New Delhi: Tax exemptions for future global events, broadcasting rights for the World Test Championship and capping participation in private T20 leagues are among the issues that will come up for discussion at the ICC quarterly meeting starting on Wednesday.
There are a host of meetings lined up beginning with the ICC Chief Executives Committee (CEC) meeting, where India will be represented by BCCI CEO Rahul Johri, and ending with the board meeting where acting secretary Amitabh Chaudhary will be the country's face.
Following are some of the key issues that will come up for discussion
1) Tax Exemption Impasse:
One of the key issues will be tax exemption sought by the ICC for the future global events in India like the 2021 Champions Trophy and the 2023 World Cup. However, as per present rules, it is highly unlikely that the ICC will get any exemption and the deadlock is expected to continue, a BCCI official said.
"ICC wants tax exemption as they want to spend that money for development of the game in new areas. That's fine but there needs to be a discussion as to why they need tax exemption. They need an exemption on excise duties, primarily for importing production equipment," a senior BCCI official privy to ICC working, told PTI on conditions of anonymity.
"If they are demanding tax exemption for the producers (broadcasters), as far as we know, the liability is on the latter. ICC doesn't have any tax liability as of now. Also if the event happens in India, ICC's global events broadcast partner is Star and they have a full set up in India.
"So the question arises as to why do they need tax exemptions. In any case, there are stipulated government rules which we cannot violate," the BCCI official added.
2) Broadcast issues related to the World Test Championship:
The broadcast modalities for the inaugural ICC World Test Championship could be completely different from the usual events like World T20 and the ODI World Cup organised by the global body.
In case of limited overs global events, there is one company that gets the broadcast rights and currently the ICC's rights for the global event are with Star.
However, the World Test Championship will be based on points accrued by teams based on results of bilateral series over a period of two years with the final slated to be held at the Lord's in 2021.
"Right now, ICC is the organiser of just one game and that is the World Test Championship final. All other matches are part of bilateral series and each country has its own official broadcaster. This is one issue that ICC will need to resolve," a senior BCCI official said.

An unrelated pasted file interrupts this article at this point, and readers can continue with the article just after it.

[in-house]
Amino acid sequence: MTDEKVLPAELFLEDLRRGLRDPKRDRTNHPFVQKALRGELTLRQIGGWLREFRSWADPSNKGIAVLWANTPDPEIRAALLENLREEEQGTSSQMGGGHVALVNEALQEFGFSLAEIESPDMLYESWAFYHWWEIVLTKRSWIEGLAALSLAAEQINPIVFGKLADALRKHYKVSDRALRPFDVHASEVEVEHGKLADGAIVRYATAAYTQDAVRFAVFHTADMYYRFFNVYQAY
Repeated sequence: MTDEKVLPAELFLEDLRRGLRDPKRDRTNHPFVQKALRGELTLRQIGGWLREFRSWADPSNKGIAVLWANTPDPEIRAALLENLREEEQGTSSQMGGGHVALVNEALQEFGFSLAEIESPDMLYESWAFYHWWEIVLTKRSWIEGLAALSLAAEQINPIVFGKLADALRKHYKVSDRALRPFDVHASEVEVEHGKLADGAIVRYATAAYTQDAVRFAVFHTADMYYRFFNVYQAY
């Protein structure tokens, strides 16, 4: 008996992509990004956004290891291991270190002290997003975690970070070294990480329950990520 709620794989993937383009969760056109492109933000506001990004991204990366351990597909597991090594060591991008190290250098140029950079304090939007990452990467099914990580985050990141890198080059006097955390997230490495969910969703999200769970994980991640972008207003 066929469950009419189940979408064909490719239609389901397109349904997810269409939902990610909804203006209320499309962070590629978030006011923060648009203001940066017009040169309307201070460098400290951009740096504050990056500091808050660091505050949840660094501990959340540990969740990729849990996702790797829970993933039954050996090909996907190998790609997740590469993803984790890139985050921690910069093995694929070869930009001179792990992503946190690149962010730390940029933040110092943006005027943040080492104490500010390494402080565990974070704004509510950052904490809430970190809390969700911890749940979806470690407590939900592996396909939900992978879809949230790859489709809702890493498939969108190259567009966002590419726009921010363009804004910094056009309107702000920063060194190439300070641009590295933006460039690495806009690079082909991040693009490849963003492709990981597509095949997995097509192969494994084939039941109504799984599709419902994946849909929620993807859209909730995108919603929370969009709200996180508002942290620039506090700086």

ICC will look to thrash out the details about the broadcasting details for the mega event and the revenue sharing model.
3) Cap on players' representation in Private Leagues based on a survey:
The ICC, in all likelihood, will put a cap on international players plying their trade in various private franchise after having done an internal survey.
It is learnt that as per the survey, more than 95 percent of the international players play only one franchise league and that's why the ICC won't have a problem in putting a cap.
"It is less than five percent players who ply their trades in two or more leagues. There can be obviously be a cap on maximum two or three leagues," an ICC board member said.
It is expected that West Indies players will be affected the most as most of their top players freelance across the globe.
"There will also be discussion as to how many maximum overseas players should be allowed in one private league. The BCCI already has put a self-cap for teams but other leagues might be brought in the ambit.
"However, in smaller countries like Afghanistan, there may be a need to have more quality overseas professionals unlike IPL or the Big Bash League," the official said.
4) Cricket in Los Angeles 2028 Olympics:
Talks will continue on making T20 cricket a part of the 2028 Los Angeles Olympics but as of now, the ICC's biggest impediment is India.
The BCCI is not a registered National Sports Federation (NSF) under the Indian Olympic Association and it also doesn't take government grants. The BCCI's refusal to come under the IOA ambit is partly because of their reluctance to come under Right To Information (RTI) act.
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The process of nomination, however, remains the same where a current Board of Director nominates a candidate and is seconded by another director.
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